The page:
By Debbie Lynn
I picked up one of my favorite yoga magazines today and began to thumb through it.
As usual the advertisements for pharmaceuticals offended me, the poses offered this month are done with taste, and the models are, (not surprisingly) mostly young with perfectly coiffed hair and athletic bodies. Of course there was all kinds of “foodie and tea love” found lacing the pages, but the Editor’s Letter was a surprise.
It said (in essence) how “in this issue” she wanted the practice of yoga to unite the community. She states how she took a look around at her classmates before her class started and noticed they are: (in her words) “similar.” So goes on to say, “They are “white, female and relatively slim.” Then she states, “…while yoga has the potential to unite us, it also has a reputation for being pretty exclusive.” She prefaces this with admitting she lives in a “notoriously homogenous town” AND she wants to expand the conversation to include a broader audience that isn’t so “white and privileged.”
Okay, I got the underlying message but it danced all over the map before it landed on a point (of no return): Yoga for all. Yes, agreed, yoga is for every ‘body’ regardless of race, gender, or size.
This brought me to ponder my own class for a minute. The classes I have been a part of for the last 12 years in my big and small towns (and all over the world) were and are nothing like that. And I giggled. Most of my classes look like a rainbow. Very few are privileged, far from white and do not subscribe to wearing matching togs—they are hippies. They are professionals. Their sizes, shapes, and ages cover a wide range—and yes, men attend as well.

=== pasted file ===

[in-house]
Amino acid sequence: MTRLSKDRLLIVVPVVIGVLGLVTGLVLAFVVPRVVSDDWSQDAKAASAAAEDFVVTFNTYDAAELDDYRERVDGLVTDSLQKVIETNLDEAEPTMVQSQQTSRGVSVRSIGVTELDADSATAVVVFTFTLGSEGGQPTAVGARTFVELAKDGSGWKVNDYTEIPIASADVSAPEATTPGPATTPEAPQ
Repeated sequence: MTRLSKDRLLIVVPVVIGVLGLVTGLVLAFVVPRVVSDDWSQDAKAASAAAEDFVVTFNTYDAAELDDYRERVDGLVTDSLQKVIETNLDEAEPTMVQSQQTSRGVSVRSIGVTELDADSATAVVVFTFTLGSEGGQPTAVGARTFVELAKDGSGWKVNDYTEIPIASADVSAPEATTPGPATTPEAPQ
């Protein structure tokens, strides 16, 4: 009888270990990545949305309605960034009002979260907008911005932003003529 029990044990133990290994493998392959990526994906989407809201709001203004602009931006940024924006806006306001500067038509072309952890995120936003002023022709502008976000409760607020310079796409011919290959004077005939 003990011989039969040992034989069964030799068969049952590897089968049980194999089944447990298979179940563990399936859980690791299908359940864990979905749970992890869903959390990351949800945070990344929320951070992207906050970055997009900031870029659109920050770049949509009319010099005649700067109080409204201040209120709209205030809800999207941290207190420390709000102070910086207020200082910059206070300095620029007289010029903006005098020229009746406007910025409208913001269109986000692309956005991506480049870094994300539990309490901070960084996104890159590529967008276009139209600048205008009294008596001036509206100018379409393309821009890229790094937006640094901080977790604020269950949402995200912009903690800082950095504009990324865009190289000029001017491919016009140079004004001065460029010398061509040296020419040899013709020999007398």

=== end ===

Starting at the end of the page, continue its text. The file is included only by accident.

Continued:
So, (for me) this article was another opportunity for reflection. I had to really check into why this ruffled my feathers, but I found it. It seems a very narrow assumption was drawn that tends to ruin the perception of our beautiful yoga practice, and I get a bit defensive about the surface images.
I love the message she is after: yoga for all, because I have witnessed the benefits with heart, mind, body and soul for so many (self included). And I am also truly glad it has reached the masses, but it will fade (like every other “trend”) when people get tired of it. The end.
So the higher road to take with this article is: United we stand. But I am struggling with the irresponsibility of the written word assuming that all classes are inclusive of this certain genre because that, quite frankly, is quite a turn off.
How about recognizing how many studios have all kinds of people attending everyday for the love of it and for betterment. They are: the young, the old, the wealthy, the poor, the good, the bad and the ugly. They are us, (me/ you) and everyone, and they are just humans. Please don’t separate us, limbs or not, and race, creed and color should never matter.
Perhaps if we take a closer look at our classmates we would see kindness, sadness, weaknesses and strengths. We might see our eyes in the eyes of another, hear their heart beat and smell their “privilege.” It is the privilege of getting to class when they can afford it, and the privilege of practicing side-by-side, faults and all.
If we truly want yoga to be received as it is, “for everyone” perhaps we might want to give it more love and less labels? Stereotyping is the complete opposite of what yoga stands for. It is open, non-judgmental and the path to a healthy mind, body and spirit.
At the risk of sounding cliché, I just have to add here (and I could not be more serious)… “Namaste.”
Editor: dana Gornall
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